The studio is also where we store our packaging material, but this one is in a locker with plenty of other things!
If you have candles made in glass jars or tins, they are already self-protected by the elements (dust & debris), and you can go ahead storing them without other steps. However, if you have pillar or taper candles to store, the process is slightly different because you must protect them first before storing them.
There are some actionable tips about this protection in a previous post on packaging candles safely that you can check out.
We wrap each candle with a layer of wax paper, and then we place one close to the other in a container made of metal, wood or plastic. In this way, we store them to guarantee that they won’t have any dust and debris, but also any damage.
Supplies usually come in their containers. We often buy wax in bulk that comes with very sturdy plastic bags. After we have used some wax, the raw material for the subsequent batches remains there, and we seal it with a couple of heavy-duty binder clips. Same for the waxed wicks. We store these materials in a plastic container placed in our studio chest, so if some wax powder remains in the container without spreading all around.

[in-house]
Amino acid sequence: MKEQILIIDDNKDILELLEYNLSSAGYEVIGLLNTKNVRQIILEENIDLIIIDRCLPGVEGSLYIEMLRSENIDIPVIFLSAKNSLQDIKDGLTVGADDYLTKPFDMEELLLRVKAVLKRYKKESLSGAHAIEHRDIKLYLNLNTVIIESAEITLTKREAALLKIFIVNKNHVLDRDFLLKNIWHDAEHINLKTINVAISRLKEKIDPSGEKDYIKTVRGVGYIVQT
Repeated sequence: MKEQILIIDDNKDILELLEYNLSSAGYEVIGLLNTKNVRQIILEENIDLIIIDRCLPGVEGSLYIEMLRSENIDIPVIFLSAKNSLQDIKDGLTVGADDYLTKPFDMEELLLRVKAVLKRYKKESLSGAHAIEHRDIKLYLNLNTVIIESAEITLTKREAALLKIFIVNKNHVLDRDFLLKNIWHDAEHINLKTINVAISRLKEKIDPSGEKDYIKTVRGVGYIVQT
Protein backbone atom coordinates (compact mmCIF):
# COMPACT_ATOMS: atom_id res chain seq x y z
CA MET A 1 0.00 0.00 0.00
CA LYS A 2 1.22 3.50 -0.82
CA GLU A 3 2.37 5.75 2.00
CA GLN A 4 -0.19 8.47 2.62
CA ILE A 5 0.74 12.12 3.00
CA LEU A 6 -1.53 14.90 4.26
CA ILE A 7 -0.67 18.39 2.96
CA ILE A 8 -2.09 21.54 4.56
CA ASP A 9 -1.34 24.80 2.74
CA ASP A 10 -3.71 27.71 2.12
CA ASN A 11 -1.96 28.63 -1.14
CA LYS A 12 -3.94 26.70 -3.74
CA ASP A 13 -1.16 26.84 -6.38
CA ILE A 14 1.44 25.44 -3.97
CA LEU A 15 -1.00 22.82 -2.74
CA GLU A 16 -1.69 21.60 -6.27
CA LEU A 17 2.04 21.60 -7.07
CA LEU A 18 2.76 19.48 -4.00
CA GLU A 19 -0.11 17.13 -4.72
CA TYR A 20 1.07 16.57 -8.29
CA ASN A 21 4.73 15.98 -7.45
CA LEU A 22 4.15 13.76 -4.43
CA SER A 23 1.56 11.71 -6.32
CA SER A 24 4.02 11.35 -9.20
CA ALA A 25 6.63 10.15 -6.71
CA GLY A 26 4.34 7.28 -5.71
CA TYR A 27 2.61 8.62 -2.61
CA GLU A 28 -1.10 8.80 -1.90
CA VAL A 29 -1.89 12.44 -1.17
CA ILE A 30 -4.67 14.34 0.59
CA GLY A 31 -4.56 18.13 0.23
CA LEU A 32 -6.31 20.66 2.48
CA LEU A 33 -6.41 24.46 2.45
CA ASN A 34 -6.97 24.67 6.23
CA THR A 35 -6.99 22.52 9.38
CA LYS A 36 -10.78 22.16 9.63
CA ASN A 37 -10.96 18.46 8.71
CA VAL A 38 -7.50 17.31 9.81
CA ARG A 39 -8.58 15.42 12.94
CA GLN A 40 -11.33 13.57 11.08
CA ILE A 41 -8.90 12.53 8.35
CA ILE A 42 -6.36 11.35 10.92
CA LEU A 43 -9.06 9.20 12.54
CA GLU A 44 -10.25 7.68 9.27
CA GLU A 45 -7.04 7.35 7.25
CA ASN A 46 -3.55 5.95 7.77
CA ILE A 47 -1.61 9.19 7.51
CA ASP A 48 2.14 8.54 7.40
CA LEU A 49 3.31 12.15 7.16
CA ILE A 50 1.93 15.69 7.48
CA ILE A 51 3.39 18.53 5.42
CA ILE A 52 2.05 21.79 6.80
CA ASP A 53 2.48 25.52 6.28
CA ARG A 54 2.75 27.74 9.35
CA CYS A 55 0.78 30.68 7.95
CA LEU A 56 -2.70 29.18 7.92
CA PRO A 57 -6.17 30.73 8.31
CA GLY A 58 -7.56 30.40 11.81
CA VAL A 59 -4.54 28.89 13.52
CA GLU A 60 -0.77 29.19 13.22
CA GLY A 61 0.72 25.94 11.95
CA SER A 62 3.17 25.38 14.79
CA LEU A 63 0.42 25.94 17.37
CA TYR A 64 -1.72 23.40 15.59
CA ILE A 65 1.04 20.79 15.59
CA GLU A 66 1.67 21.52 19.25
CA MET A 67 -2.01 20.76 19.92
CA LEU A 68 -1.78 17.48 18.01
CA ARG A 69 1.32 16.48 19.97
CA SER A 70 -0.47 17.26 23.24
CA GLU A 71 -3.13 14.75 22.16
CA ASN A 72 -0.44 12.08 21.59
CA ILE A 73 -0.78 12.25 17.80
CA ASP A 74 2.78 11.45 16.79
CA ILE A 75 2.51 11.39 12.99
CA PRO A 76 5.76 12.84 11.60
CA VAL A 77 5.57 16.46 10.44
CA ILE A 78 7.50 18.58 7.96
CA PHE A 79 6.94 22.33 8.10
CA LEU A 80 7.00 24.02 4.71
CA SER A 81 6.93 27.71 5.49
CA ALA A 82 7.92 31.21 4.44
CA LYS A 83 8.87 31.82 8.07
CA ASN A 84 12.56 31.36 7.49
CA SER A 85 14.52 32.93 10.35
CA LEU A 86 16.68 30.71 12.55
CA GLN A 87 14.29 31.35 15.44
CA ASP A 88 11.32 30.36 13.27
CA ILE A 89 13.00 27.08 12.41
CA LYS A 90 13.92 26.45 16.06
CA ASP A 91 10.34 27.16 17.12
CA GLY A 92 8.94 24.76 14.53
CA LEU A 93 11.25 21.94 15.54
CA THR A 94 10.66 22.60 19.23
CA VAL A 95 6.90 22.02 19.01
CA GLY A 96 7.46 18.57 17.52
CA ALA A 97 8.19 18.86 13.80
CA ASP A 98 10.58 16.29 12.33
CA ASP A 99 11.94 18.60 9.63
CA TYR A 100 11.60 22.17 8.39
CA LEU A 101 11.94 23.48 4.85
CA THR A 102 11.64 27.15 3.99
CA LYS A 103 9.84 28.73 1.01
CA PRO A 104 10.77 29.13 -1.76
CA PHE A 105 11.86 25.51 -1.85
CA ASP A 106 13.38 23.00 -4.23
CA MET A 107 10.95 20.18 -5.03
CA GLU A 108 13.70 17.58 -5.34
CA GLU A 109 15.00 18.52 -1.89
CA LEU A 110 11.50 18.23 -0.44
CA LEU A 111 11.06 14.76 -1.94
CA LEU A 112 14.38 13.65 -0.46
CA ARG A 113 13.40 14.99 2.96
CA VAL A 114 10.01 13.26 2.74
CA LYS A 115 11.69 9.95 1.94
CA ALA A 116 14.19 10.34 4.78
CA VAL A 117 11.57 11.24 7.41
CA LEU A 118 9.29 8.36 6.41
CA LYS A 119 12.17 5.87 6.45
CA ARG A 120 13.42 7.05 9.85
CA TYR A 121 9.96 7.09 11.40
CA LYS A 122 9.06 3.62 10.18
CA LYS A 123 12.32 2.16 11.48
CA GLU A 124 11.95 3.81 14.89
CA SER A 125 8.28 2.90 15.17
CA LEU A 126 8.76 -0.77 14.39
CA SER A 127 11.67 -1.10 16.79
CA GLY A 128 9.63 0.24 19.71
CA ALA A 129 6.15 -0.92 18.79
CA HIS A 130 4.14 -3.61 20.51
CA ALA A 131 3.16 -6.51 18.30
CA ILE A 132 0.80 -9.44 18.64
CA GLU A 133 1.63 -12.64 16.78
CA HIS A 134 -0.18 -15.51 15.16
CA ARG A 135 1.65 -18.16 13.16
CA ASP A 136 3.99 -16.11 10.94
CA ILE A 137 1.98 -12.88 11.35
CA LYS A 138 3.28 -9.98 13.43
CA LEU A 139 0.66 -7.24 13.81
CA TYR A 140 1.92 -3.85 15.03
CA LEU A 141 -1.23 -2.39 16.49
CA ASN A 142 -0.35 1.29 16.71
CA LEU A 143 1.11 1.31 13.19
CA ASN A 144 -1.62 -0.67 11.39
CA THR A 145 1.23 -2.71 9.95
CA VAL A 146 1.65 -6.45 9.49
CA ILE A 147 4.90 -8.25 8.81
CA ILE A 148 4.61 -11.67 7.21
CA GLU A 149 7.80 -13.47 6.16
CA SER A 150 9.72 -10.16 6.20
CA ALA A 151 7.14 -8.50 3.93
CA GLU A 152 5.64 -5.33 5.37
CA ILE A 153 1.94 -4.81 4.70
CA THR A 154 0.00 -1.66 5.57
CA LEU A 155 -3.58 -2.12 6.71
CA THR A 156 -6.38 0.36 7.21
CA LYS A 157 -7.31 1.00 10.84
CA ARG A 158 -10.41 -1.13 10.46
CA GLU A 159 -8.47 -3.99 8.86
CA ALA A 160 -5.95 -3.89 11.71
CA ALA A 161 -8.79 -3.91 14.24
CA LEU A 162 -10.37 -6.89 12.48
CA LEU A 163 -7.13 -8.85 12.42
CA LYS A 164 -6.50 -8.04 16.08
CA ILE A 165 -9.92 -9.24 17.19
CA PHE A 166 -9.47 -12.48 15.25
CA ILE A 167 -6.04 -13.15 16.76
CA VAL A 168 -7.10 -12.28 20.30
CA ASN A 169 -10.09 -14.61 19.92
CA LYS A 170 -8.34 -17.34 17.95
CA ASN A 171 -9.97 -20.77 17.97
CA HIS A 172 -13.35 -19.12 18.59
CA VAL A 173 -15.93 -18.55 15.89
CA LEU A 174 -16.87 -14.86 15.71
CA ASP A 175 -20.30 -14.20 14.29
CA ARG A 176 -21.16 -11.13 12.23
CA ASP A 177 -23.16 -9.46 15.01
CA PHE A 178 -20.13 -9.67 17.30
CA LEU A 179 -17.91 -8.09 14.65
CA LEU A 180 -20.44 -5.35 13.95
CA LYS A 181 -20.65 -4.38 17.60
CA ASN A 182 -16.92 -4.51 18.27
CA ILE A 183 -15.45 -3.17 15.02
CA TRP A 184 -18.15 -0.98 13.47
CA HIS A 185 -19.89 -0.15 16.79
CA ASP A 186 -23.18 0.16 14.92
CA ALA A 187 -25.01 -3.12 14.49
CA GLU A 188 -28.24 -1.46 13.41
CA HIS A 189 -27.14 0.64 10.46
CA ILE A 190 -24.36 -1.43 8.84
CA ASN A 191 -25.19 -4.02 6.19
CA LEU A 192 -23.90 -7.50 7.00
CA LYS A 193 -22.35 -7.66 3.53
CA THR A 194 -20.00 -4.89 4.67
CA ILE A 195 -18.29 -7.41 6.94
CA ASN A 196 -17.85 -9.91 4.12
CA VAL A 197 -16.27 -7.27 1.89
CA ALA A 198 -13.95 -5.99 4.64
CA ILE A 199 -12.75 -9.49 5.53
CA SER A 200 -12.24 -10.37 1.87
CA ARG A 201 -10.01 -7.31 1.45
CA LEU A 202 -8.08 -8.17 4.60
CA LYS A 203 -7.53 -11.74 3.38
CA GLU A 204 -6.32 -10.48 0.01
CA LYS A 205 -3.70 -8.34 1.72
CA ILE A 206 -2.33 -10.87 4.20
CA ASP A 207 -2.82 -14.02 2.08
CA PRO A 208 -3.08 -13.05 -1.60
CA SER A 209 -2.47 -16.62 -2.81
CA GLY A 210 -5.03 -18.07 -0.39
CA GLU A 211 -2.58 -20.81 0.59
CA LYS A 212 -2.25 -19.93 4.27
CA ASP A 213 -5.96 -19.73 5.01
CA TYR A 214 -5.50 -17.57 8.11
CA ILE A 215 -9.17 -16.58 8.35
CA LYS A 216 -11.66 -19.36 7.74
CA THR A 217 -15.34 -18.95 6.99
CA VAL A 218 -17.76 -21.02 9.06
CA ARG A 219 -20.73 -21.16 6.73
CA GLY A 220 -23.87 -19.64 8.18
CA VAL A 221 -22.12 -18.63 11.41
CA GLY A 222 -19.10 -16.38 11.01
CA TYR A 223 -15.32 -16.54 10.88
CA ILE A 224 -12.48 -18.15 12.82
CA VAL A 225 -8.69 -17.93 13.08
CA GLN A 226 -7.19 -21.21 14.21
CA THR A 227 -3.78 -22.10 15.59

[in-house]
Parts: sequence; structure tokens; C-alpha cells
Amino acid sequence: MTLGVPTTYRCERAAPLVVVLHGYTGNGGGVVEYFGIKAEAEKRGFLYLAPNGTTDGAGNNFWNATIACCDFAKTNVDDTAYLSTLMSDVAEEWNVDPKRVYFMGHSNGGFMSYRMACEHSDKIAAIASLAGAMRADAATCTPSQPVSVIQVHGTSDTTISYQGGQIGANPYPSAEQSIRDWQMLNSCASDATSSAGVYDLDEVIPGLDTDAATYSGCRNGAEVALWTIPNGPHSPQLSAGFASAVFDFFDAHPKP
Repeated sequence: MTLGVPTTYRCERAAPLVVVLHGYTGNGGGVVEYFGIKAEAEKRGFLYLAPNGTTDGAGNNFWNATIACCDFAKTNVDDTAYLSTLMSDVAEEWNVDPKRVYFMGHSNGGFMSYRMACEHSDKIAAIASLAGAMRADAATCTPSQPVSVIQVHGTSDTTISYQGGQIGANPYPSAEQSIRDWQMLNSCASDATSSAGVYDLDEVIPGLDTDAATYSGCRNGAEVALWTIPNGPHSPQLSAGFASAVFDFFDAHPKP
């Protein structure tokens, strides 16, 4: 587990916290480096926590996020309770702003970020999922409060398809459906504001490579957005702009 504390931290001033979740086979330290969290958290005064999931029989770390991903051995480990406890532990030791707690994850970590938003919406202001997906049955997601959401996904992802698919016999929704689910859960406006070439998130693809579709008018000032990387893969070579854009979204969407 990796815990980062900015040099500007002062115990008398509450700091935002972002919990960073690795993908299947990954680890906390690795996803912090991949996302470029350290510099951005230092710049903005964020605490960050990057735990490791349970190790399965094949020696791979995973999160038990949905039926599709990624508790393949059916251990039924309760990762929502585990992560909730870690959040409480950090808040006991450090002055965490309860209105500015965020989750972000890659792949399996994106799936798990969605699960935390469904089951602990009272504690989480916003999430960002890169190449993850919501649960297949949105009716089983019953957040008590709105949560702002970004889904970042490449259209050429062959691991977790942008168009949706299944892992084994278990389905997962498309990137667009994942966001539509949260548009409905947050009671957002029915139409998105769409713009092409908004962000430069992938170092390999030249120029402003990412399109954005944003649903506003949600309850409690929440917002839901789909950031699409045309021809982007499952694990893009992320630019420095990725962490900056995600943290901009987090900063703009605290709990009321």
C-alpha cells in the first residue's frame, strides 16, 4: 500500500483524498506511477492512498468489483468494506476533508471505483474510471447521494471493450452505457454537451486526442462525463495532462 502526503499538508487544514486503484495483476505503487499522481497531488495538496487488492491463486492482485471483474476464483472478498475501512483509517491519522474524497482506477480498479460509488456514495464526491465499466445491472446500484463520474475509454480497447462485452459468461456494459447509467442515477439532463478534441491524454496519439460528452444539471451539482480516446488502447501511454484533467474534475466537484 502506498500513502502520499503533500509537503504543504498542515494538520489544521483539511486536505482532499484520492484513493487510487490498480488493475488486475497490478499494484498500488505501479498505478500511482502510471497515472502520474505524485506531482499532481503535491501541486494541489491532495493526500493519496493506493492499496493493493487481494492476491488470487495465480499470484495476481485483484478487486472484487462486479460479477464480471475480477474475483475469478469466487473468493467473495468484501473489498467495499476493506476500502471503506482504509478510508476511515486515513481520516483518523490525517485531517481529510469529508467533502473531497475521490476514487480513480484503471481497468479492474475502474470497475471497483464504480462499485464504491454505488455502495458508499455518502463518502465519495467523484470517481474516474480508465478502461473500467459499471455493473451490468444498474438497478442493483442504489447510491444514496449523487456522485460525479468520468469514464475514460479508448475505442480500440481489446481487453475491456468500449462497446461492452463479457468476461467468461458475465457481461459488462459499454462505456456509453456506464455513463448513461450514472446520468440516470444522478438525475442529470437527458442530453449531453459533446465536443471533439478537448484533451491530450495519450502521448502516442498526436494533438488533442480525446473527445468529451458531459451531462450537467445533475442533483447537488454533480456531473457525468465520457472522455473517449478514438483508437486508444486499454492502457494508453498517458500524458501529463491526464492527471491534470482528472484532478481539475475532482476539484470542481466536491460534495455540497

We also place our equipment in the same chest. It’s big, and there is space for the pot for melting the wax, thermometer, scale and stirring spoon, leftover candles, along with some other valuable things such as a dust sheet roll (we use the dust sheet as a cover to make sure that any spill of wax won’t go on the floor or furniture).
Essential oils are fragile, and we don’t want to mix them with raw materials or candles. That’s the reason why we have them in another plastic container inside our bedroom garderobe. The plastic container keeps the essences away from evaporating and holds the scent from fading away. In the exact location, we also store empty tins and jars that we will use in the subsequent batches.